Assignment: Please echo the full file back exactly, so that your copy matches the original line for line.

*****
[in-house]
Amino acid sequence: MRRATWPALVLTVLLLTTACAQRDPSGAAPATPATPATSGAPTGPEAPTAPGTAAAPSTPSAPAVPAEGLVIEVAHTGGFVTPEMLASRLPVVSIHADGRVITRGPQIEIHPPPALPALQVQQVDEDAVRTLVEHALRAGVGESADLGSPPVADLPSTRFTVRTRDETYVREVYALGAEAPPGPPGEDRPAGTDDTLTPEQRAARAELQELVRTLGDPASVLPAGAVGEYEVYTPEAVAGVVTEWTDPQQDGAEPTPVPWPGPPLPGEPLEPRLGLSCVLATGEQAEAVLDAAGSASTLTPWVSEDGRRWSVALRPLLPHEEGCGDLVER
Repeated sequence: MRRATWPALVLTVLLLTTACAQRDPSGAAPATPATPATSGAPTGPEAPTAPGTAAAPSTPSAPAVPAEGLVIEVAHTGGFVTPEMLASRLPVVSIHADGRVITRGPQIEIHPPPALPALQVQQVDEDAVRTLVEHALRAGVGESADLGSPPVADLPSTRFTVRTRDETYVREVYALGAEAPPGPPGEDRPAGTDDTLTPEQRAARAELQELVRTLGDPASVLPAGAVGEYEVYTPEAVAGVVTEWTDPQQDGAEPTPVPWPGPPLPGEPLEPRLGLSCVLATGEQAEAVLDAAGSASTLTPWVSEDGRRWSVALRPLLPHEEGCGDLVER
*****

[in-house]
Amino acid sequence: MRRATWPALVLTVLLLTTACAQRDPSGAAPATPATPATSGAPTGPEAPTAPGTAAAPSTPSAPAVPAEGLVIEVAHTGGFVTPEMLASRLPVVSIHADGRVITRGPQIEIHPPPALPALQVQQVDEDAVRTLVEHALRAGVGESADLGSPPVADLPSTRFTVRTRDETYVREVYALGAEAPPGPPGEDRPAGTDDTLTPEQRAARAELQELVRTLGDPASVLPAGAVGEYEVYTPEAVAGVVTEWTDPQQDGAEPTPVPWPGPPLPGEPLEPRLGLSCVLATGEQAEAVLDAAGSASTLTPWVSEDGRRWSVALRPLLPHEEGCGDLVER
Repeated sequence: MRRATWPALVLTVLLLTTACAQRDPSGAAPATPATPATSGAPTGPEAPTAPGTAAAPSTPSAPAVPAEGLVIEVAHTGGFVTPEMLASRLPVVSIHADGRVITRGPQIEIHPPPALPALQVQQVDEDAVRTLVEHALRAGVGESADLGSPPVADLPSTRFTVRTRDETYVREVYALGAEAPPGPPGEDRPAGTDDTLTPEQRAARAELQELVRTLGDPASVLPAGAVGEYEVYTPEAVAGVVTEWTDPQQDGAEPTPVPWPGPPLPGEPLEPRLGLSCVLATGEQAEAVLDAAGSASTLTPWVSEDGRRWSVALRPLLPHEEGCGDLVER